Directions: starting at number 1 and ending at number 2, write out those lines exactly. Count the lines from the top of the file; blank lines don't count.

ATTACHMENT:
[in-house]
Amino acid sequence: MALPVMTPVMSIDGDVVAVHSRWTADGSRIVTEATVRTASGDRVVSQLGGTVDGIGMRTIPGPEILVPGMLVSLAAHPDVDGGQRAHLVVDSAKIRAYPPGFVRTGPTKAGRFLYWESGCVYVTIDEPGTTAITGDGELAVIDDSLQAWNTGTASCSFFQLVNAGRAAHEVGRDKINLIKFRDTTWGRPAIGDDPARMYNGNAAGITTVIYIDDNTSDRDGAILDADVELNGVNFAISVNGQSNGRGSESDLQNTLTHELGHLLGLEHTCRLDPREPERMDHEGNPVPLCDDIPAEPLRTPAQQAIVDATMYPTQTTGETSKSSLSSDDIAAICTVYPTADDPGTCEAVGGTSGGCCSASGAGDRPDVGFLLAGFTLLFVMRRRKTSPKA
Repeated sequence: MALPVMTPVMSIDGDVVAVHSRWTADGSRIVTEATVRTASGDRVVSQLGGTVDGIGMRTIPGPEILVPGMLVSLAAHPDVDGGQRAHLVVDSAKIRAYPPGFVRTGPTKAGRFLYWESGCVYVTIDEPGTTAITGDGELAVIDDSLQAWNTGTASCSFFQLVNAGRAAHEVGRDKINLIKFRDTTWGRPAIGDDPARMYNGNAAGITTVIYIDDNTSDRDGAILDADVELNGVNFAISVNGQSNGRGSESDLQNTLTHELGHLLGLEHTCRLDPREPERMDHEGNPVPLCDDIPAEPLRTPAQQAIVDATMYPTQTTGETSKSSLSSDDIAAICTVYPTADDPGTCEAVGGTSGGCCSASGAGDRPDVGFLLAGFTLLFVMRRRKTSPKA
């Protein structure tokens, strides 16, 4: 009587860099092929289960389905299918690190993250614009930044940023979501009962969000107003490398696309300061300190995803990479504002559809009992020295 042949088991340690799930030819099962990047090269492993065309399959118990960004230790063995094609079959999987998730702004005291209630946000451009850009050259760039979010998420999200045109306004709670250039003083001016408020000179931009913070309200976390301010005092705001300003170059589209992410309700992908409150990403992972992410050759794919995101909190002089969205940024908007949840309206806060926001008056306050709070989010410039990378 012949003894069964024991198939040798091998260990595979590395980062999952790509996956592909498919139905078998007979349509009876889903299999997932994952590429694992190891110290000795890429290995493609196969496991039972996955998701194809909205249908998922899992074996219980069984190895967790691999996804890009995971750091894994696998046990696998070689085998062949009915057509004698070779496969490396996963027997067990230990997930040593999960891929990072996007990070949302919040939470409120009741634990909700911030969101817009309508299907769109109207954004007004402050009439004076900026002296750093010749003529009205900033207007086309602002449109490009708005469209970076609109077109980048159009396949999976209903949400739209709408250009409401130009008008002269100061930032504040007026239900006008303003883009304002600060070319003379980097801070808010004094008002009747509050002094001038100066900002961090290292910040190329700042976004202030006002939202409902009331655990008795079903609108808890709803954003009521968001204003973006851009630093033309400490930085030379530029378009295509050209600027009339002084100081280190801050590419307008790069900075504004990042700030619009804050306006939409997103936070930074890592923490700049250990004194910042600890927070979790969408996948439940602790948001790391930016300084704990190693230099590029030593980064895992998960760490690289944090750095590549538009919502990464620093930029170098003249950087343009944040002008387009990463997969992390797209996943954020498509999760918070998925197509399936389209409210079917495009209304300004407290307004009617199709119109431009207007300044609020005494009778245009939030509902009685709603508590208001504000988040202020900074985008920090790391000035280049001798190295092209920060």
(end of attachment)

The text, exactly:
[in-house]
Amino acid sequence: MALPVMTPVMSIDGDVVAVHSRWTADGSRIVTEATVRTASGDRVVSQLGGTVDGIGMRTIPGPEILVPGMLVSLAAHPDVDGGQRAHLVVDSAKIRAYPPGFVRTGPTKAGRFLYWESGCVYVTIDEPGTTAITGDGELAVIDDSLQAWNTGTASCSFFQLVNAGRAAHEVGRDKINLIKFRDTTWGRPAIGDDPARMYNGNAAGITTVIYIDDNTSDRDGAILDADVELNGVNFAISVNGQSNGRGSESDLQNTLTHELGHLLGLEHTCRLDPREPERMDHEGNPVPLCDDIPAEPLRTPAQQAIVDATMYPTQTTGETSKSSLSSDDIAAICTVYPTADDPGTCEAVGGTSGGCCSASGAGDRPDVGFLLAGFTLLFVMRRRKTSPKA